(Neither NewsHour nor I can vouch for these job boards. Use your good own judgment when visiting job boards.)
A niche board is unlikely to attract tire-kickers, either from the job hunter or employer side, so the competition is bearable. The employers that post are more likely to respond faster and with more enthusiasm to job hunters.
Employers’ own websites tend to be kept more up-to-date with their listings because, well, it’s their own turf! They want to look good. Elsewhere in these columns, I’ve mentioned LinkUp before. (LinkUp is not connected to LinkedIn.) It’s a job search engine, which is different from a job board. It works like Google, and lets you search employers’ own websites for jobs.
For more about this topic, check this audio program I did with WNYC public radio on this topic: The Work Search: Job Boards.
Nina Sherman — San Francisco, Calif.: I’ve been unemployed for 2 years. I’m looking for an administrative or reception position. I have a Bachelor of Arts degree in interior design but I’ve never worked in the industry. Should I have it on my resume? Is it disqualifying me for some of the more basic opportunities? Another question: I go to job fairs and I never get any results. The people at the stalls direct you to their websites.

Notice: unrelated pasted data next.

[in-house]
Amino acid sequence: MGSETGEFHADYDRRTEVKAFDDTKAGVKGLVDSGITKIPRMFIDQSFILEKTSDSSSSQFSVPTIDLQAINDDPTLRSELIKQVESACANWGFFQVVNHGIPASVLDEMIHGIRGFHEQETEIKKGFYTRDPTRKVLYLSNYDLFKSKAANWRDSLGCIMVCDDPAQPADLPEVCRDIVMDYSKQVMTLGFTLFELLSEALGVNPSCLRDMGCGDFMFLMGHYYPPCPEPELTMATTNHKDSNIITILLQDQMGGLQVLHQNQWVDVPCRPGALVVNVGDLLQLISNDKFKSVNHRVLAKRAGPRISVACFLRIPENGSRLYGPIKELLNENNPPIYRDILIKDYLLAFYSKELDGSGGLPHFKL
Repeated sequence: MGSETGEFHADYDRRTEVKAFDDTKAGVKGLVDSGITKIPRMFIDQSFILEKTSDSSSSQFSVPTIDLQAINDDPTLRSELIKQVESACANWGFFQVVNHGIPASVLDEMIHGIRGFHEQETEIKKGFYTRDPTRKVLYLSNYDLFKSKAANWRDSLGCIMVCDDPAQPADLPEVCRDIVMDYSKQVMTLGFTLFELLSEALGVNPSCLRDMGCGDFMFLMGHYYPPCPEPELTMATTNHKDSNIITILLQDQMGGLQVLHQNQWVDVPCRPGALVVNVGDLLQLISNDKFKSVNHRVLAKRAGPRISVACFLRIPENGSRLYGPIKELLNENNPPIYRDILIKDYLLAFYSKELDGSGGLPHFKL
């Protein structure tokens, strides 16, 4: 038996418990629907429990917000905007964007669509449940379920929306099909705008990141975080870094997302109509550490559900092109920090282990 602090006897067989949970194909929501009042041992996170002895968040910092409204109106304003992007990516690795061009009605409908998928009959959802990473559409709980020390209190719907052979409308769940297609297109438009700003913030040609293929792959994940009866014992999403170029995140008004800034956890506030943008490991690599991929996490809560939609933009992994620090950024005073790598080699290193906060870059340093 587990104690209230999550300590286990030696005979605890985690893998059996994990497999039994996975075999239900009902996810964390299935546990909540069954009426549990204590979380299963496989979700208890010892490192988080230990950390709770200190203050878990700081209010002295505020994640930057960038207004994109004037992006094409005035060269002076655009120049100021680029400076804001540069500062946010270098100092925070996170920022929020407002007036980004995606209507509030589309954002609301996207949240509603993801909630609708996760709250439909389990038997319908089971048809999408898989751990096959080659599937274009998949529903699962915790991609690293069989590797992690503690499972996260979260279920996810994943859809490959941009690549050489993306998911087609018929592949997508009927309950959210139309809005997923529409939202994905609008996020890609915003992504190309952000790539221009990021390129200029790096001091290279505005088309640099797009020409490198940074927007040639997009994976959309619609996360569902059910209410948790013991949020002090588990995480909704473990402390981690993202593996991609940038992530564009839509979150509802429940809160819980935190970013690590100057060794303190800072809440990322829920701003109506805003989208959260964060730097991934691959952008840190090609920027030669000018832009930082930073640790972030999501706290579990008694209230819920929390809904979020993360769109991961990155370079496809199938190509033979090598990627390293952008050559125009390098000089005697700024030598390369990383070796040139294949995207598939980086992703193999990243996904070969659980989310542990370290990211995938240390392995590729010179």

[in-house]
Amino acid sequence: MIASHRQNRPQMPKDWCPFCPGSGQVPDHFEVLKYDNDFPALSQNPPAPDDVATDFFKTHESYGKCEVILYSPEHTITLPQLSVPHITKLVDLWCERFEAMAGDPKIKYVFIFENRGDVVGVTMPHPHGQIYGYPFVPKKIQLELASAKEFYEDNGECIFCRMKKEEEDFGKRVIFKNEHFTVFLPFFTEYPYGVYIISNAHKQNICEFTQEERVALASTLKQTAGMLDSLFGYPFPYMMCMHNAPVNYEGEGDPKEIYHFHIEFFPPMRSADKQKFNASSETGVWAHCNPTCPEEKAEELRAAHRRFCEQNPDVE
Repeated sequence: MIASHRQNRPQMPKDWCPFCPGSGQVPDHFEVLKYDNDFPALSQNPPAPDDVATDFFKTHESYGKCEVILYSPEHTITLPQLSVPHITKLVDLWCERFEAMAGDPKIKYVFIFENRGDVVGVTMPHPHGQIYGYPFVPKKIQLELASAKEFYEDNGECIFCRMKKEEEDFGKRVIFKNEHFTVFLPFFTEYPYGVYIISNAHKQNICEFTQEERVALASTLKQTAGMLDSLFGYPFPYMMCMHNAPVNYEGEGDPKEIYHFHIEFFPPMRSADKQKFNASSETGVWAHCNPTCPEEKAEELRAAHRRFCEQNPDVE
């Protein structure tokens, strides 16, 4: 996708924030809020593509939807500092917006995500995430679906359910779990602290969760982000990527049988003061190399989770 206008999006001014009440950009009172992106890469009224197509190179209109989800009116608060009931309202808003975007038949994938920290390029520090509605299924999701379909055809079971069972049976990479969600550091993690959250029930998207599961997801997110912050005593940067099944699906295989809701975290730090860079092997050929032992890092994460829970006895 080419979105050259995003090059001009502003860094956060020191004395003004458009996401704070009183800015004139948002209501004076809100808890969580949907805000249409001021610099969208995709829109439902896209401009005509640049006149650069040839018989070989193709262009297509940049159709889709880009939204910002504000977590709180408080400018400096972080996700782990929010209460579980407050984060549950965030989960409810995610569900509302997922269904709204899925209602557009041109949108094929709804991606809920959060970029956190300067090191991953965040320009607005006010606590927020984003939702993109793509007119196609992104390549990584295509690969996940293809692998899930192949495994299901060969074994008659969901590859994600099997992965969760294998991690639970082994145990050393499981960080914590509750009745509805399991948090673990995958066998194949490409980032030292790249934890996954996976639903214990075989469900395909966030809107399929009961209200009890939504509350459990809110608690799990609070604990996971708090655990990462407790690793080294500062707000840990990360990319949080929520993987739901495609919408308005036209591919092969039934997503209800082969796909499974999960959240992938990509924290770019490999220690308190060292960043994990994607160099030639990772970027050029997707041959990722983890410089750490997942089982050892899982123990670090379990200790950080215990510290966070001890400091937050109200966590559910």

Nick Corcodilos: Any college degree is an advantage on your resume. I would include it, even if it’s not relevant to the field you want to work in. There’s nothing wrong with listing your degree as “B.A., Lovely State College, 1999.” There’s no need to mention that your degree is in interior design. But trust me, you learned things in college that you will use in any job you do. Analytical thinking, research skills, writing and communication skills are benefits of a college education that you will apply to your job.
Job fairs are largely a waste of time. Employers use them partly to fulfill equal opportunity hiring obligations, but they usually deploy only personnel clerks, not hiring managers. That is, they’re doing nothing but paying lip service to the law. As you note, when you walk up to an employer’s booth, they have laptop computers at the ready, so you can submit your application online. So, what’s the point of going to the fair when you can do this at home?